Jesse Saperstein who serves as the Media and Activities Liaison for the College Experience, recently worked with the American Red Cross to film his live blood donation while delivering a motivational speech at the same time. It has been released to the national media on Monday, April 20, 2020.

We lionize the efforts of our Direct Support Professionals, other staff, students, and individuals associated with Living Resources, Inc. who are doing whatever is in their power to safely make contributions during this unprecedented pandemic. The American Red Cross has also been exceptionally kind to the College Experience by employing our alumni as volunteers at their complex on Everett Road. It is a pleasure to be able to give something back! You can view the Public Service Announcement (PSA) below.

The press release that has been disseminated to the public, is as follows:

Jesse Saperstein is a 38-year old man with autism burdened by countless phobias including spiders, olives, and nonbiodegradable waste such as Styrofoam. But one thing he is certainly not afraid of is needles!

Jesse recently broke his quarantine during the apex of the Coronavirus to film a public service announcement for the American Red Cross encouraging more people to replenish the nearly depleted blood supply. (It is accessible via the link: Even seconds after the needle is inserted into a prominent vein, Jesse maintains his trademark sense of humor and chuckles:

“I did not even feel that. Alright, fine. I did feel it, but it was nothing compared to the feeling that I am helping to save someone’s life during a time when the American Red Cross is in dire straits.”

The PSA covers the subject of bullying and advocates for those individuals blamed for the spread of the Coronavirus. (His friend, Erin, whose husband is Asian, was recently spit on and beaten in public.) Jesse’s life has been marred by many years of bullying and rejection that did not dissipate until his early thirties. The amiable personalities from the phlebotomists at the American Red Cross have always served as a haven for Jesse since the age of seventeen. He states in the footage:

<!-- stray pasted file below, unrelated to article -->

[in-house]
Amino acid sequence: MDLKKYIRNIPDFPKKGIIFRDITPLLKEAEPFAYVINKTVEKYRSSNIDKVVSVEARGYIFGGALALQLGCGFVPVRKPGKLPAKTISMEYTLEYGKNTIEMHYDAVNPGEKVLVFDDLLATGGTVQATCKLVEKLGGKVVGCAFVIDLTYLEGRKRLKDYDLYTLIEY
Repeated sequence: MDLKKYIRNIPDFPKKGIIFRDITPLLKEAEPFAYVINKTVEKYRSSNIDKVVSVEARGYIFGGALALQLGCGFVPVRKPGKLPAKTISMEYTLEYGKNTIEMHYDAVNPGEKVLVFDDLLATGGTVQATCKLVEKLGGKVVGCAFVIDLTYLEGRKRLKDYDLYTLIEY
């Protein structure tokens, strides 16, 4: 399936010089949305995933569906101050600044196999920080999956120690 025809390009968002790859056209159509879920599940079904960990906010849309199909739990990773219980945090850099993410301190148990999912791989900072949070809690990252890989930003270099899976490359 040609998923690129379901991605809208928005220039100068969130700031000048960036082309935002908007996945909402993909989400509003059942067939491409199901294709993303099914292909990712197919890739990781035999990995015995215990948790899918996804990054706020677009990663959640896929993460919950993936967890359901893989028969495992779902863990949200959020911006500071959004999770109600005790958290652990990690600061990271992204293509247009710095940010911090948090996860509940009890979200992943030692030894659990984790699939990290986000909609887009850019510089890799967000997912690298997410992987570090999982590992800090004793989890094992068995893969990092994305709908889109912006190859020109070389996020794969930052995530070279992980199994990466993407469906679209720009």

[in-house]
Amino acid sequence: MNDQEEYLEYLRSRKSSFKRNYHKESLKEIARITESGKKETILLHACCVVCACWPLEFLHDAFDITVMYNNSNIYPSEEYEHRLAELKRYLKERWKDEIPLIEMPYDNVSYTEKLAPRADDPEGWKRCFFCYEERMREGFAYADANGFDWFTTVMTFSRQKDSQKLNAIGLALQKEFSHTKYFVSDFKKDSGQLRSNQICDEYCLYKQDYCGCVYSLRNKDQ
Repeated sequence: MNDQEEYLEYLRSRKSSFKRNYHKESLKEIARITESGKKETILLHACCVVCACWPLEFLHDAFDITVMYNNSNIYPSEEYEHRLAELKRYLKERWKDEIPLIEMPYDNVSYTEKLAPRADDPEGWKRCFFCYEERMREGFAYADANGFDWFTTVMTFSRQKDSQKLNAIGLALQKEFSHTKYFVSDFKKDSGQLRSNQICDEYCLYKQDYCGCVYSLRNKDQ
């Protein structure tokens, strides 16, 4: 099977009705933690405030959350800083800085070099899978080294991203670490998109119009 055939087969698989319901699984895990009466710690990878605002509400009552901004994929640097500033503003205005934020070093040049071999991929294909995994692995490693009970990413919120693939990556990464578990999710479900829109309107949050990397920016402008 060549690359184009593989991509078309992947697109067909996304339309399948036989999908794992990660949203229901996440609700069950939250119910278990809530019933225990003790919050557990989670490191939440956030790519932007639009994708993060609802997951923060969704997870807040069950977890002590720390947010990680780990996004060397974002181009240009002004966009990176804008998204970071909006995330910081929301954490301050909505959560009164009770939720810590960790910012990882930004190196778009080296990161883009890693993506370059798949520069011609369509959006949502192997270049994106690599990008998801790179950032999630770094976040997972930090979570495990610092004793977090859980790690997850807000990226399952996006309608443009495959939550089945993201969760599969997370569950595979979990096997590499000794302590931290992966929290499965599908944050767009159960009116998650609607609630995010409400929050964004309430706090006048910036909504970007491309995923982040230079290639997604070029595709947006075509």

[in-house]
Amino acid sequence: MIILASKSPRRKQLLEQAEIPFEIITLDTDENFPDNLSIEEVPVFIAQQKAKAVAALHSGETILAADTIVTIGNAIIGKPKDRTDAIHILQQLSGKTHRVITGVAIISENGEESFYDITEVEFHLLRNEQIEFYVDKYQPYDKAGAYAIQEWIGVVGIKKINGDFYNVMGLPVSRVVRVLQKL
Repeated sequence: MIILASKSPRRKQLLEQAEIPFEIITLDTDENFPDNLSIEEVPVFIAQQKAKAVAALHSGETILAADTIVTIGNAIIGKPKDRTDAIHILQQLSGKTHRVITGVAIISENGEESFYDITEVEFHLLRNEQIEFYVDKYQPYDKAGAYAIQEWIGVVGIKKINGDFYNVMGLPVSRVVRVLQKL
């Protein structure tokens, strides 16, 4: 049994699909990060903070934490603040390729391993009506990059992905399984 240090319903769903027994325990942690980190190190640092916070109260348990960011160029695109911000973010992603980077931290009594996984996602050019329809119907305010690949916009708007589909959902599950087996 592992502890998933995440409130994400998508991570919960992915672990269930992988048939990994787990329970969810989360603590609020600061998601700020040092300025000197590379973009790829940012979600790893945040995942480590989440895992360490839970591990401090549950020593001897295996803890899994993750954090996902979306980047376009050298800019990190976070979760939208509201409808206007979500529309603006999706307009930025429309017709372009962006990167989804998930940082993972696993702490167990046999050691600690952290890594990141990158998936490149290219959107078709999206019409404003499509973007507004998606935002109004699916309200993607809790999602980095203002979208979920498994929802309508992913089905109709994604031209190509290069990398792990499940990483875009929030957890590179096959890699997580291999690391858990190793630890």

“Much of my life was spent being called names such as weird, Sketchy Jesse, creepy, loser, and many other horrific things. Even during these times of anguish and emasculation, I could always donate blood and feel better because of knowing that someone’s life had been saved.”

“Whether we are on the front lines as health care workers in the Emergency Room, caring for affected family members, or locking ourselves at home away from physical, human contact . . . we are all battling the same enemy while suffering in our own way. But we are at war with an insidious virus created by biological evolution. Not with each other and certainly not with scapegoats who had nothing to do with what is happening among humankind.”

Jesse has been trying to reach out to vulnerable individuals struggling with suicidal thoughts due to the social isolation and loss of their cherished routines. He encourages people of all abilities to safely contribute what they can, build a new routine, and create a silver lining. The message from this video is that we all have something profound to offer during these desperate and unprecedented times.

Jesse is an autism advocate and author of two books with Penguin Group (USA), Atypical and Getting a Life with Asperger’s. This past January, he was a featured guest on the Dr. Phil Show that may be accessed on YouTube with the title, “David Elmore Smith and I meeting for the first time on the Dr. Phil Show.”

Filming was performed by Emily Wood and was edited by Michael Gaylin from Aurora Video.